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Shoppers strategize

Retailers’ expectations are always high for "Black Friday," and this year the start of the holiday shopping season is being watched with extra care for signs of an economic rebound.

But Danielle Toro, who was first in line and camping out with her grandfather, Nicholas Bond, at the Best Buy on Rainbow and Lake Mead boulevards, wasn’t thinking about macroeconomic trends. She just wanted to be sure her family got the four laptop computers they wanted.

"I’ll do whatever it takes to help my family out," said Toro, who has been trading shivering shifts with family members since early Wednesday to keep the prized spot.

They were noticeably cold Thursday evening, but it was worse in the wind the day before, Bond said.

"Today’s been a breeze, considering yesterday," he said.

Competition is keen this year among retailers trying to outdo one another with special hours, sales and even doing business at a time when they’re traditionally closed.

Toys ‘R’ Us, for example, opened at 10 p.m. Thursday to get a jump on Black Friday. Other stores took advantage of the dearth of open merchants on Thanksgiving Day itself to give customers an extra-extra-early chance to spend their holiday money before the turkey was even served.

It was the first time Sears had been open on Thanksgiving Day, said Maryetta Weasa, manager of the Sears store at Meadows mall.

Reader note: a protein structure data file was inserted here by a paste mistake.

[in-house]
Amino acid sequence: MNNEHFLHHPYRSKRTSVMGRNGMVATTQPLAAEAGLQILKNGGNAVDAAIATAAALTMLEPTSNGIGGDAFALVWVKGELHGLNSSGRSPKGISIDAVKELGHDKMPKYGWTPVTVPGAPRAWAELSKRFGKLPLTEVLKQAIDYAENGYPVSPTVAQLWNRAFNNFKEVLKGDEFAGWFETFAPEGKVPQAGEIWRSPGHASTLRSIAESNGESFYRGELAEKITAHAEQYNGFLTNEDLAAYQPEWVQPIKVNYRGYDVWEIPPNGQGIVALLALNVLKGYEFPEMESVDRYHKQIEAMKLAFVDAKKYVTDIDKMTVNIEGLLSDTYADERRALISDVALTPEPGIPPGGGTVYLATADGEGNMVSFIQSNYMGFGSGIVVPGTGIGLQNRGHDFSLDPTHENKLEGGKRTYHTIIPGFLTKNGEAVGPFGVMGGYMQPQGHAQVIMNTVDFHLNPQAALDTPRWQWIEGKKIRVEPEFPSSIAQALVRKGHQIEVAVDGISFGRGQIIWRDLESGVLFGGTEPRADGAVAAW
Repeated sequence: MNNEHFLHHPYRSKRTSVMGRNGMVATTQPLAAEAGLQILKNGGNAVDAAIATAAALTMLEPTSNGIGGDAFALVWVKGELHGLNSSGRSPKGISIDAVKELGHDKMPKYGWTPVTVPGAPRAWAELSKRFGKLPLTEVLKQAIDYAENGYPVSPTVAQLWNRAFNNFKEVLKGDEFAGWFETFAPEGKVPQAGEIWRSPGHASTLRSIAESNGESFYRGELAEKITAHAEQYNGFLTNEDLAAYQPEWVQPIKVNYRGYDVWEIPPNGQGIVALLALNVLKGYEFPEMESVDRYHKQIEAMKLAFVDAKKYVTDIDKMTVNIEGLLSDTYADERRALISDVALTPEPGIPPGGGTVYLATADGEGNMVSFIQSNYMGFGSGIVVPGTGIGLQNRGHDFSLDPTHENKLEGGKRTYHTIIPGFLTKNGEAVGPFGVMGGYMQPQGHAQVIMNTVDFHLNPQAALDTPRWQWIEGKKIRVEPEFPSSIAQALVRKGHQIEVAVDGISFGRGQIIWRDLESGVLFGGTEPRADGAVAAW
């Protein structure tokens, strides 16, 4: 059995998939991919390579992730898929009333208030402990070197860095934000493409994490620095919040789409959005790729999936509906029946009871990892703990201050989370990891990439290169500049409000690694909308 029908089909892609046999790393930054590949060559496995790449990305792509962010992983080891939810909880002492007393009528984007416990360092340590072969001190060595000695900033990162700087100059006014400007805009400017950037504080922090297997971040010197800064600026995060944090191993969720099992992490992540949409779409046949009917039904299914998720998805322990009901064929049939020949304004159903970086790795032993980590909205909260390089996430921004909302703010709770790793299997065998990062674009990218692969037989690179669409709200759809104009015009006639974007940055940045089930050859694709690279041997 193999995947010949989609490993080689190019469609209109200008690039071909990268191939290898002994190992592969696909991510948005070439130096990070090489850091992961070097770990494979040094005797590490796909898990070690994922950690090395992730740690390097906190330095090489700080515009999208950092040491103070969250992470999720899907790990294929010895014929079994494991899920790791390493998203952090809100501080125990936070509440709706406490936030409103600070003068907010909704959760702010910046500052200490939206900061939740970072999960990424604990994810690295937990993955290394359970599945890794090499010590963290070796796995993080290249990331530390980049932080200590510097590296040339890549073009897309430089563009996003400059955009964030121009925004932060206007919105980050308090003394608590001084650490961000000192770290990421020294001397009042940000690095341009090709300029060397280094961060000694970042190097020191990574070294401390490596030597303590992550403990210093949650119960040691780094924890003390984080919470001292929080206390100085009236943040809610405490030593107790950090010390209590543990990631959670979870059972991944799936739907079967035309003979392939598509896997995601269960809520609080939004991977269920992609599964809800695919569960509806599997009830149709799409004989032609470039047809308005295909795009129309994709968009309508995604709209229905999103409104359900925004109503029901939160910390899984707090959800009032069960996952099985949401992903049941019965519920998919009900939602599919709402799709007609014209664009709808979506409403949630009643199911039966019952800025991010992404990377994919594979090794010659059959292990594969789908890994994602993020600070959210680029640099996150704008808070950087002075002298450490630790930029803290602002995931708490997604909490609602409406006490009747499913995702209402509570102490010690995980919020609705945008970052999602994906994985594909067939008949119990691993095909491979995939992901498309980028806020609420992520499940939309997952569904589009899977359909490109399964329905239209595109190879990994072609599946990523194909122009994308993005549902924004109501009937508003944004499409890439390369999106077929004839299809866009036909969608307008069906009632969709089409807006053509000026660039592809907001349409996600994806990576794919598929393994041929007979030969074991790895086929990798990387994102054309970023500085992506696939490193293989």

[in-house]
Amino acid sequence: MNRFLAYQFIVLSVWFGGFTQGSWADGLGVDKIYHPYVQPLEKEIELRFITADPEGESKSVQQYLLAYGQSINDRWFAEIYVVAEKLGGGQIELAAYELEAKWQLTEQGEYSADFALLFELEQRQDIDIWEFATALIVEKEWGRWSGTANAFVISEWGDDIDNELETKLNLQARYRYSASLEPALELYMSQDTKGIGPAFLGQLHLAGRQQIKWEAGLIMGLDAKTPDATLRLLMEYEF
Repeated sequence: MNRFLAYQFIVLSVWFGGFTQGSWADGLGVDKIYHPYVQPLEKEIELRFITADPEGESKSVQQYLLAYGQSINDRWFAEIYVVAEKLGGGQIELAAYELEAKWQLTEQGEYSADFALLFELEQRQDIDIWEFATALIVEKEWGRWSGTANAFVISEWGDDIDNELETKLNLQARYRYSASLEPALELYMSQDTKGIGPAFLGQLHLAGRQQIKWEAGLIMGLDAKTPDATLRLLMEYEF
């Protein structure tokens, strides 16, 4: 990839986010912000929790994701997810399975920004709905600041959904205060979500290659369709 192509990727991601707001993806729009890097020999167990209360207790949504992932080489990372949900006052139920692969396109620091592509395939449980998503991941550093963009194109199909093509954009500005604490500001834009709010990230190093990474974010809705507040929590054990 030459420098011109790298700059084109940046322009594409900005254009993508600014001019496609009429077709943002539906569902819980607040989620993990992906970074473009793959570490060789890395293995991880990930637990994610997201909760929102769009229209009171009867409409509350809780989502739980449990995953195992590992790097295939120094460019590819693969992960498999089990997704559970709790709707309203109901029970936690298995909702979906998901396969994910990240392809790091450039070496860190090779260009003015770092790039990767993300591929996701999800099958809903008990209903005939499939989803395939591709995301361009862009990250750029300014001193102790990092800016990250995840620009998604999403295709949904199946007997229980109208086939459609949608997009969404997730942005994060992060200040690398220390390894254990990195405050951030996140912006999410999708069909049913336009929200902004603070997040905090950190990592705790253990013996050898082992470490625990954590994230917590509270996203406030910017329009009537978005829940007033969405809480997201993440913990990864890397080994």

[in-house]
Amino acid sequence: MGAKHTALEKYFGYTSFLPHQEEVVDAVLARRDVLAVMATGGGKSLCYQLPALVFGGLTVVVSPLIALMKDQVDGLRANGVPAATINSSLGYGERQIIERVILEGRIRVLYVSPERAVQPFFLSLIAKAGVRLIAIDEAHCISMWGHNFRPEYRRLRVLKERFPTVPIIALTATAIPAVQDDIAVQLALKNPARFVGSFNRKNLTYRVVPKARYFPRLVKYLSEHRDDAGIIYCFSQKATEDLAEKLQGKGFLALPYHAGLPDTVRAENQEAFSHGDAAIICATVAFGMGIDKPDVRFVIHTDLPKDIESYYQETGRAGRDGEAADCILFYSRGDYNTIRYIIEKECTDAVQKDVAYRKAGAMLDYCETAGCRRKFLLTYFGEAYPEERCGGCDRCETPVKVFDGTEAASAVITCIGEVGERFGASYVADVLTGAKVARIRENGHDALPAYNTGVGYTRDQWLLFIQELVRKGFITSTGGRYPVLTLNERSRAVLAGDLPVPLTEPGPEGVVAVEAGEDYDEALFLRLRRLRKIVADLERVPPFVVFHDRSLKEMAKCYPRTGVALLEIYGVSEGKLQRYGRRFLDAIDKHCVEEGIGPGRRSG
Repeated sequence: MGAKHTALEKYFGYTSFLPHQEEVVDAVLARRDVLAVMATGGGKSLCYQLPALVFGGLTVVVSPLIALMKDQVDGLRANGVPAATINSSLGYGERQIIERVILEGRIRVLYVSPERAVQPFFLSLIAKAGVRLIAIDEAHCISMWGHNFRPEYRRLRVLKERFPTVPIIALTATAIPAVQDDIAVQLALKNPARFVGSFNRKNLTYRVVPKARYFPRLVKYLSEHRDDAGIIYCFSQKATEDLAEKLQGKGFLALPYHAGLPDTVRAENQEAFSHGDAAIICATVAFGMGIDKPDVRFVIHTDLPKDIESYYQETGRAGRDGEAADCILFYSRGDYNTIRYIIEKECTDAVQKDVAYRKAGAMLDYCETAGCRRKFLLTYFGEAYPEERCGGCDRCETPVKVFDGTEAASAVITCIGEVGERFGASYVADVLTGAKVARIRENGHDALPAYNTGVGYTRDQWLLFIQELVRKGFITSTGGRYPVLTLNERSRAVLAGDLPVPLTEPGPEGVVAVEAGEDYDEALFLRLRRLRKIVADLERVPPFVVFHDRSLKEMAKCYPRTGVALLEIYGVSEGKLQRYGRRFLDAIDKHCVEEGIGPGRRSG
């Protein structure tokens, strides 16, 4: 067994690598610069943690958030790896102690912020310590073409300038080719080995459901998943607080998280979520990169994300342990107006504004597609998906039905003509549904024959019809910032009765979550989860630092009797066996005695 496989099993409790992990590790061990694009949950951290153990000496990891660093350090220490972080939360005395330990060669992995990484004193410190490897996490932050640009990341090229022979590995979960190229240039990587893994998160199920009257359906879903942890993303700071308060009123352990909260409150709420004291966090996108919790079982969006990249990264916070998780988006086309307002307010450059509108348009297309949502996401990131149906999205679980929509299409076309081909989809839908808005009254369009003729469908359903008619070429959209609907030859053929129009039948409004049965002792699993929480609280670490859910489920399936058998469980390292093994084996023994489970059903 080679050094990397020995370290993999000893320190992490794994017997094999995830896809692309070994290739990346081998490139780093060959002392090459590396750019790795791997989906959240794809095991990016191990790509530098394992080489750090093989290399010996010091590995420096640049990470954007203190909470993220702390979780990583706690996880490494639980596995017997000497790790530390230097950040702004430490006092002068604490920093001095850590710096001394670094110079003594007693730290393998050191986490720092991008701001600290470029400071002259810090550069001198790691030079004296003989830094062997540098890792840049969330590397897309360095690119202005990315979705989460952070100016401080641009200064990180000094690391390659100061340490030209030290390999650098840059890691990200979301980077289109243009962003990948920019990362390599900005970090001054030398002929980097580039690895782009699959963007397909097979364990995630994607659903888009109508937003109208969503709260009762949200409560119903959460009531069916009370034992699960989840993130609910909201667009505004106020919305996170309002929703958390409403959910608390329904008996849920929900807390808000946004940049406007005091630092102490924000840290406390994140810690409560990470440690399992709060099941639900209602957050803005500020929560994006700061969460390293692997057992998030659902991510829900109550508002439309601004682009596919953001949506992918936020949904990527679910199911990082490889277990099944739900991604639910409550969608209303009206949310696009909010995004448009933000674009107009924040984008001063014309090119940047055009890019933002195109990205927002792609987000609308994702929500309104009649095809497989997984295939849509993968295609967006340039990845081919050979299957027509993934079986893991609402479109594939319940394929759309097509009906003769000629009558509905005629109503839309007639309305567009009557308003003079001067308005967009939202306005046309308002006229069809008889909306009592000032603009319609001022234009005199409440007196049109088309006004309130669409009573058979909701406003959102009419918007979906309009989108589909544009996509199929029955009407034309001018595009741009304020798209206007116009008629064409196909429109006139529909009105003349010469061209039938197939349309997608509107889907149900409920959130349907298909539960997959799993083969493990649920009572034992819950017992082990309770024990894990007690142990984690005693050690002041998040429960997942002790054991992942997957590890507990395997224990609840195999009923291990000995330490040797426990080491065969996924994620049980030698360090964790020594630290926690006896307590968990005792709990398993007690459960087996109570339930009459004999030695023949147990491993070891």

"It’s actually been kind of nice spending time with our customers," Weasa said. "Everyone’s in a great mood."

The store has been preparing for Black Friday since September, she said, which is when merchandise starts being shipped and plans made.

"We make sure that everything’s on the floor, ready for the customer," she said. "Everybody’s working. It’s our Super Bowl."

Old Navy opened on Thanksgiving last year as an experiment, and the retailer liked the results so much that most stores opened again this year, said District Manager Laurie Davenport.

Customers "don’t have to shop in such a frenzy," she said. "The comment that I’m getting today is, ‘It’s so much nicer to shop.’ We’re such a family-oriented store, it’s an opportunity for them to get in a little bit of shopping without the massive amount of people on Black Friday."

The phrase "Black Friday" is a reference to the day when merchants who have been operating in the red for most of the year start turning a profit, reflected as black ink on their balance sheets.

Historically, though, it has been the last few Saturdays before Christmas when sales peak, but recent statistics suggest that’s changing.

From 1996 to 2001, Black Friday consistently ranked in the middle or toward the bottom of the top 10 holiday season sale days, according to the International Council of Shopping Centers.

From 2006 to 2009, Black Friday has been the No. 1 holiday shopping day for both customer traffic and sales, according to ShopperTrak, a firm that monitors traffic in retail and other industries.

Contact Alan Choate at 702-229-6435 or achoate@reviewjournal.com.

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